Things Don't Always Happen for a Reason

Posted By SK Reid  
06:30 AM

Everything happens for a reason?

Not necessarily. Not always. There is always a cause, a sequence of events, but this is not the same as some mysterious divine benevolent intervention, some ulterior plan with our personal gain at its core. 


Because if everything did happen for a reason, how do we explain atrocities such as the Holocaust or slavery or childhood cancer or the attacks on the Twin Towers on 9/11 or the massacre of indigenous populations or natural disasters such as the 2005 Tsunami or the murder of young innocent women in Melbourne over the past months or the fire that destroyed my friend’s house? It is a long list of life events that do not fit this explanation, this neatly packaged version of reality of palatable sound bites and rose-coloured distortion. Someone once said to me that the people affected by the 2005 Tsunami must have done something karmically to cause their predicament, because 'everything happens for a reason.'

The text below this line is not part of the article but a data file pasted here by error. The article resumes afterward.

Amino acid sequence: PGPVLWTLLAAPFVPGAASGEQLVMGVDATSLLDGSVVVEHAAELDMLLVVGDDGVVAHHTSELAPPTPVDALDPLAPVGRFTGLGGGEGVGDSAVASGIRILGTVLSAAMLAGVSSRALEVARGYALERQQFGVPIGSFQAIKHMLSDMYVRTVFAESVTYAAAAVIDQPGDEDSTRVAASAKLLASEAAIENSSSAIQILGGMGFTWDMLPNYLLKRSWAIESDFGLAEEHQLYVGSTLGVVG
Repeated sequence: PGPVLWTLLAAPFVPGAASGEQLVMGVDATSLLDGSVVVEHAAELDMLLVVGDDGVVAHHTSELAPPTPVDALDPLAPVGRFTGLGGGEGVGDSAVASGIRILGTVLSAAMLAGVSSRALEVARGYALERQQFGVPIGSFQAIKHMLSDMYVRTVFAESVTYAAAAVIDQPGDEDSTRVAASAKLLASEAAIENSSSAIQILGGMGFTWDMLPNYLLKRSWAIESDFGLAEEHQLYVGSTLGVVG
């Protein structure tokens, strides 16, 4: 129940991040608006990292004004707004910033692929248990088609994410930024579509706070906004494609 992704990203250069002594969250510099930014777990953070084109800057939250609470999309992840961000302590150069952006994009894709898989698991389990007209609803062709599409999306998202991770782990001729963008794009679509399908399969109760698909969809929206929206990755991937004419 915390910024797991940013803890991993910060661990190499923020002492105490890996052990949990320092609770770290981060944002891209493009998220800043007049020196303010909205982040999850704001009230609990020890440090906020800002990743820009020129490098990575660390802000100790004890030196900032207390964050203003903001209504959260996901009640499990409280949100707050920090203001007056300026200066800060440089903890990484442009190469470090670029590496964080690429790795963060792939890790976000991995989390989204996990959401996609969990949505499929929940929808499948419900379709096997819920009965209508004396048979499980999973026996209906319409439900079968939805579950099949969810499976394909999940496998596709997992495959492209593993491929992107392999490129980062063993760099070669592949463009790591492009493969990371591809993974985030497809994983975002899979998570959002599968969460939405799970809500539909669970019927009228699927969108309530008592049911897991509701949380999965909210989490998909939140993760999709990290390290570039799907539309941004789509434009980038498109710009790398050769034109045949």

Sometimes the Universe is simply random.

Sometimes things happen for no particular reason.


Perhaps a better way of thinking is captured in the question,  

“How may we be better empowered to live more authentically knowing that randomness and chaos are as much a part of our world as 'reason' and everything supposedly happening because of it?”

This allows us the capacity to cultivate better ways to deal with the challenges we face in our lives and the challenges we face collectively in our shared world. 


This is something I've written about in both my first and second books and something I am again tackling in my latest one.  When we talk or write about challenging subject matter, it can help start or continue shared dialogue. And for anyone who suffers in silence or behind a veil of invisibility, open dialogue can be life-saving. If having those difficult conversations can help even one person who feels belittled, invisible, dismissed, marginalised, misunderstood and sometimes even blamed for their misfortune rather than the warmth of empathy in her social circle, then surely the difficult conversations are worth it? 




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